In October 2020, Unit 42 researchers published the 2H 2020 Cloud Threat Report, which centered around identity and access management (IAM) threats. Due to the significant impacts resulting from the Multi-factor Authentication (MFA) security vulnerabilities exposed within the Solarwinds breach as well as the recent MS Exchange vulnerabilities, researchers see a growing risk towards organizations using cloud environments which could allow for attackers to bypass Identity Provider (IdP) security tools.
Due to the high degree of trust organizations must place within their IAM and IdP configurations, researchers wanted to take this opportunity to provide a high-level overview of how IdP tools facilitate identity and authentication services towards cloud environments and what threats can be introduced if organizations fail to correctly configure that IdP tool within their cloud environments.
Identity Providers and Multi-Factor Authentication
Cloud-focused Identity Providers (IdP) such as Google Accounts and Azure AD are not the only identity providers available for cloud platform authentication; Okta, Auth0, SailPoint, and OneLogin are also common cloud-focused IdPs.
IdPs perform the critical function of authenticating user accounts and provide the critical first step in providing identity confirmation with an established Zero-Trust architecture. When the cloud platform and IdP have been configured properly, the IdP provides user or service account authentication, and even provides the security best-practice of Multi-Factor Authentication (MFA), prior to the account being granted access to the cloud environment and its resources.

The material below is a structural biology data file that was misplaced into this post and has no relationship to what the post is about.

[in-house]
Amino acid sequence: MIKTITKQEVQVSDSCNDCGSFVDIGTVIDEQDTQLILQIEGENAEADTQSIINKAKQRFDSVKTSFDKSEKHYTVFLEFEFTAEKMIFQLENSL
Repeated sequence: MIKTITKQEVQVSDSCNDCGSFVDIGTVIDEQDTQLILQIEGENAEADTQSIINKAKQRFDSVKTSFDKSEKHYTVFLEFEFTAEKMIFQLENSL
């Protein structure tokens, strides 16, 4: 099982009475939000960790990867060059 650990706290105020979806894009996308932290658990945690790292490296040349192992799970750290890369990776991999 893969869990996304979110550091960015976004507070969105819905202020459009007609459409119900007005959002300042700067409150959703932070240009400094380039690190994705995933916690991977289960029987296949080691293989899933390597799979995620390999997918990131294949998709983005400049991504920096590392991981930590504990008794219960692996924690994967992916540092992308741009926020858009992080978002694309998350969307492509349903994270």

Access to cloud resources is facilitated by the cloud platform itself and will provide the role-based access controls (RBAC) which effectively grant and limit a user or service account from performing actions or connecting to cloud services.
When a user or service requests access to a cloud resource, the IdP performs the authentication operation and if approved passes the request, along with which RBAC they are granted, to the cloud provider which then assigns the preconfigured identity and access management (IAM) Role or Group policy allowing access to cloud resources.
It is important to know that when an IdP is being used to manage authentication of a cloud environment, there are additional security steps required to ensure that a cloud environment remains secure, over and above ensuring that the IdP and cloud provider RBAC rules are inline. The following will highlight how an IdP tool and cloud platform should be set up (from a high-level) and what risk can be introduced if their integration is not properly configured.
The following image is a basic outline of how an IdP platform will integrate with a cloud platform.
- User requests access to a particular cloud service.
- The IdP verifies the user’s identity and contacts the cloud platform to initiate the RBAC rule configuration.
- The user’s enterprise authentication directory confirms the user's cloud rights and privileges, the pre-created RBAC rule for the cloud environment.
- A cloud platform then attaches the new user session to an IAM role.